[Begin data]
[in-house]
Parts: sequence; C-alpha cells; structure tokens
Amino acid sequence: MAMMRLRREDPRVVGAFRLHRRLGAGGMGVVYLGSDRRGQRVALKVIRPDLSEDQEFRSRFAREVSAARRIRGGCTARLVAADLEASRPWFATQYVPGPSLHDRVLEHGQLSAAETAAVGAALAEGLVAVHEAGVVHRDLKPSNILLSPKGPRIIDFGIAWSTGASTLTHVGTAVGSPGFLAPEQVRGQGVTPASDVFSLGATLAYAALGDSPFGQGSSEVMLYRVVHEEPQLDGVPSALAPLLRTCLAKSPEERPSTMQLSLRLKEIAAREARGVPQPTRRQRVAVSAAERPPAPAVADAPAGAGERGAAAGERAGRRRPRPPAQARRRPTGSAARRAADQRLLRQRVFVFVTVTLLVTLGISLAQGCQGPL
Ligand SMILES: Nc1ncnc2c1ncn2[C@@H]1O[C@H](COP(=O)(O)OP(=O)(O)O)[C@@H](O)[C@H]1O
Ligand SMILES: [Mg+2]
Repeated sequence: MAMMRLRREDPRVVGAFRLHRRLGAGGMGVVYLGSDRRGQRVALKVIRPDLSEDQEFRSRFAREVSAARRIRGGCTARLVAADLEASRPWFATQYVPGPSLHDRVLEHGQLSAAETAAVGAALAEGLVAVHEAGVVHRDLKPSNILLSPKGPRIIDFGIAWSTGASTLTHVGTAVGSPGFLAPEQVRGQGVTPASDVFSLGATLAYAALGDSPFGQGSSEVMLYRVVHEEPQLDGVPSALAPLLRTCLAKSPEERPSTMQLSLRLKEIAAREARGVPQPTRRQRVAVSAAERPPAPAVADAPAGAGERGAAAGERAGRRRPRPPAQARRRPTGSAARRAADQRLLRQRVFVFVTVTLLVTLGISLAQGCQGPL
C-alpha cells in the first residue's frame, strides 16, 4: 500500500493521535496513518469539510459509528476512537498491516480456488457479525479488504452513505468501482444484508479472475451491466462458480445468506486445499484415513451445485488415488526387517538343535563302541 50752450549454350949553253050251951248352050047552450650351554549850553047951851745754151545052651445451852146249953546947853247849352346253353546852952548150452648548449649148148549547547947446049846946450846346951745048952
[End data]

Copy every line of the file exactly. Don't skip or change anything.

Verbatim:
[in-house]
Parts: sequence; C-alpha cells; structure tokens
Amino acid sequence: MAMMRLRREDPRVVGAFRLHRRLGAGGMGVVYLGSDRRGQRVALKVIRPDLSEDQEFRSRFAREVSAARRIRGGCTARLVAADLEASRPWFATQYVPGPSLHDRVLEHGQLSAAETAAVGAALAEGLVAVHEAGVVHRDLKPSNILLSPKGPRIIDFGIAWSTGASTLTHVGTAVGSPGFLAPEQVRGQGVTPASDVFSLGATLAYAALGDSPFGQGSSEVMLYRVVHEEPQLDGVPSALAPLLRTCLAKSPEERPSTMQLSLRLKEIAAREARGVPQPTRRQRVAVSAAERPPAPAVADAPAGAGERGAAAGERAGRRRPRPPAQARRRPTGSAARRAADQRLLRQRVFVFVTVTLLVTLGISLAQGCQGPL
Ligand SMILES: Nc1ncnc2c1ncn2[C@@H]1O[C@H](COP(=O)(O)OP(=O)(O)O)[C@@H](O)[C@H]1O
Ligand SMILES: [Mg+2]
Repeated sequence: MAMMRLRREDPRVVGAFRLHRRLGAGGMGVVYLGSDRRGQRVALKVIRPDLSEDQEFRSRFAREVSAARRIRGGCTARLVAADLEASRPWFATQYVPGPSLHDRVLEHGQLSAAETAAVGAALAEGLVAVHEAGVVHRDLKPSNILLSPKGPRIIDFGIAWSTGASTLTHVGTAVGSPGFLAPEQVRGQGVTPASDVFSLGATLAYAALGDSPFGQGSSEVMLYRVVHEEPQLDGVPSALAPLLRTCLAKSPEERPSTMQLSLRLKEIAAREARGVPQPTRRQRVAVSAAERPPAPAVADAPAGAGERGAAAGERAGRRRPRPPAQARRRPTGSAARRAADQRLLRQRVFVFVTVTLLVTLGISLAQGCQGPL
C-alpha cells in the first residue's frame, strides 16, 4: 500500500493521535496513518469539510459509528476512537498491516480456488457479525479488504452513505468501482444484508479472475451491466462458480445468506486445499484415513451445485488415488526387517538343535563302541 50752450549454350949553253050251951248352050047552450650351554549850553047951851745754151545052651445451852146249953546947853247849352346253353546852952548150452648548449649148148549547547947446049846946450846346951745048952